Postdoctoral Research Fellow - McCoy Family Center for Ethics in Society, Stanford University

Jason Millar is a Postdoctoral Fellow at the McCoy Family Center for Ethics in Society at Stanford, and an Affiliate Researcher at the Center for Automotive Research at Stanford. He researches the ethics and governance of robotics and artificial intelligence (AI), with a focus on empowering engineers to integrate ethical thinking into their daily design workflow. Jason's work focuses primarily on the ethical engineering of automated vehicles, artificial intelligence, healthcare robotics, social and military robotics. Jason has a degree in engineering physics, and worked for several years as an engineer before turning his full-time attention to issues in philosophy and applied ethics. He received his PhD in applied ethics and philosophy from Queen's University (Canada). He has authored book chapters, policy reports, and articles on the ethics and governance of robotics and AI. Jason has provided expert testimony at the United Nations CCW on the ethics of meaningful human control in military robots. He works internationally on the development of governance frameworks for emerging autonomous vehicle technology. His work is regularly featured in the media, including articles in publications such as WIRED and The Guardian, and interviews with the BBC, CBC and NPR. He recently authored a chapter on ethics settings for autonomous vehicles in Robot Ethics 2.0 (OUP), and co-authored a chapter on metaphors in technology governance for the Oxford Handbook on the Law and Regulation of Technology (OUP).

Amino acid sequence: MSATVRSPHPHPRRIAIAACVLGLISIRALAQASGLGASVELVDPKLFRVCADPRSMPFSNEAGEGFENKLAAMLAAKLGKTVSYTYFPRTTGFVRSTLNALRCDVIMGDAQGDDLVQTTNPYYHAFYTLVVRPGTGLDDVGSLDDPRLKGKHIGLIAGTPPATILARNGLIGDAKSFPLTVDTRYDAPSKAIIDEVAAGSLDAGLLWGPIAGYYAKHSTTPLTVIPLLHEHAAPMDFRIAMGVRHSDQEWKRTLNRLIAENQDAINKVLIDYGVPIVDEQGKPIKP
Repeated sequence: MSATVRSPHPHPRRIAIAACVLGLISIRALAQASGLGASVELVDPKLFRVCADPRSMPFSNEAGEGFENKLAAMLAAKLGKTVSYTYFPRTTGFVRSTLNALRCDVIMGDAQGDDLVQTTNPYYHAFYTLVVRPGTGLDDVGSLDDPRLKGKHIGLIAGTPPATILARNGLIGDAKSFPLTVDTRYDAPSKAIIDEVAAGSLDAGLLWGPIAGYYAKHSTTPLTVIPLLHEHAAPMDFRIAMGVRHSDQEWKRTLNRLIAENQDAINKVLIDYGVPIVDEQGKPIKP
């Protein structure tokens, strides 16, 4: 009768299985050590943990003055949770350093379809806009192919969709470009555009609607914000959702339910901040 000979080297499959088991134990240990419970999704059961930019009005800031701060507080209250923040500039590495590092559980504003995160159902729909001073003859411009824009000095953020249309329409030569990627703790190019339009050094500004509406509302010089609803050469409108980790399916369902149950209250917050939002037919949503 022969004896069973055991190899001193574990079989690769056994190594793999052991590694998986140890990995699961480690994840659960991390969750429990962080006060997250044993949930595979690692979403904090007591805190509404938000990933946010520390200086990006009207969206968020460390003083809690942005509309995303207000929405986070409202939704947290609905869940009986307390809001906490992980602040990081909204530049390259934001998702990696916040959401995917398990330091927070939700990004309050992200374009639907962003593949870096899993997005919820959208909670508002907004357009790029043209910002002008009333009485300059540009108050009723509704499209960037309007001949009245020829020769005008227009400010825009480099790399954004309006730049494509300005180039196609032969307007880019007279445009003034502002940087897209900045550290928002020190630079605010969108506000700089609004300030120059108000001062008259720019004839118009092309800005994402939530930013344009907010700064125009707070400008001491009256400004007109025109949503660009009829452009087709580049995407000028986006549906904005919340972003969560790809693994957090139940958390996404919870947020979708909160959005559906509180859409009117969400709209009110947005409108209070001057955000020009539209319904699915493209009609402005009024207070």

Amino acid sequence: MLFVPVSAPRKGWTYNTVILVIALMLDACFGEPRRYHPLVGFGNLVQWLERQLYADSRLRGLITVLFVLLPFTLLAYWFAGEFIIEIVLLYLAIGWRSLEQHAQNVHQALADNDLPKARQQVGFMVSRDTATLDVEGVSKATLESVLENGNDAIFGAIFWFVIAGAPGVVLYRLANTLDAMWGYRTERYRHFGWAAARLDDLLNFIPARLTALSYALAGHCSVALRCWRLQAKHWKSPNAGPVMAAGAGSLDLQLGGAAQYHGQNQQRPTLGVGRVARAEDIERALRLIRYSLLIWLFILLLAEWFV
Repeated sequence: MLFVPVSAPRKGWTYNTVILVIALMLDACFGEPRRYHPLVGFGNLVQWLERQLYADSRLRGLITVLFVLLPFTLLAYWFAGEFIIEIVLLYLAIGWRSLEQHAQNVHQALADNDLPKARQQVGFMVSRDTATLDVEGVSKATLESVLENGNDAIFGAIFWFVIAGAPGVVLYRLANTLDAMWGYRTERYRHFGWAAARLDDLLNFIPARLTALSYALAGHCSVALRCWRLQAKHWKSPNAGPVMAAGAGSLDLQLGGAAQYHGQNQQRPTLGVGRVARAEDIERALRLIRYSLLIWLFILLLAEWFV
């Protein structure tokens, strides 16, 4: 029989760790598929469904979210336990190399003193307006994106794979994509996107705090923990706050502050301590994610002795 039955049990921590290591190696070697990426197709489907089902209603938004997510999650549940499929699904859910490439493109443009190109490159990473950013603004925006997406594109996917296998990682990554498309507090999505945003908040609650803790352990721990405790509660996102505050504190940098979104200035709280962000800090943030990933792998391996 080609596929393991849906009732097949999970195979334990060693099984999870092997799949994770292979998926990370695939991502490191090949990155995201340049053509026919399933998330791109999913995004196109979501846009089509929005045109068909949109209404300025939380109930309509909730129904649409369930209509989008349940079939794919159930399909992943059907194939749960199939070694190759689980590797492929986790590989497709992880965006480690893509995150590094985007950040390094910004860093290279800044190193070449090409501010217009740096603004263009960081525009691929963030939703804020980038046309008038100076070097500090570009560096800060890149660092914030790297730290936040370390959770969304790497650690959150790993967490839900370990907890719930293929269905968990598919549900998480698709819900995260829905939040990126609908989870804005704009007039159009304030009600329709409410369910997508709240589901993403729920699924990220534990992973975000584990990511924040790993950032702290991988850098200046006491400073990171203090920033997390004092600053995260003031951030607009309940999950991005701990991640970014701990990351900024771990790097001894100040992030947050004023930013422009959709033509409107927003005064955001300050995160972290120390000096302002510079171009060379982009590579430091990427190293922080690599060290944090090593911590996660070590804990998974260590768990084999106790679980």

Experience

  • 2017–present
    Postdoctoral fellow, Stanford University

Education

  • 2015 
    Queen's University, Ph.D.
  • 2008 
    University of Ottawa, M.A.
  • 2006 
    University of Ottawa, B.A.
  • 1999 
    Queen's University, B.Sc.E.

Publications

  • 2014
    Technology as Moral Proxy: Autonomy and Paternalism by Design, IEEE Xplore

Grants and Contracts

  • 2016
    SSHRC Postdoctoral Fellowship
    Role:
    Funding Source:
    Social Sciences and Humanities Research Council of Canada
  • 2012
    Science Policy Fellowship
    Role:
    Fellow
    Funding Source:
    Canadian Institutes of Health Research
  • 2008
    Joseph A. Bombardier CGS
    Role:
    Funding Source:
    Social Sciences and Humanities Research Council (SSHRC)
  • 2006
    Canada Graduate Scholarship
    Role:
    Funding Source:
    Social Sciences and Humanities Research Council (SSHRC)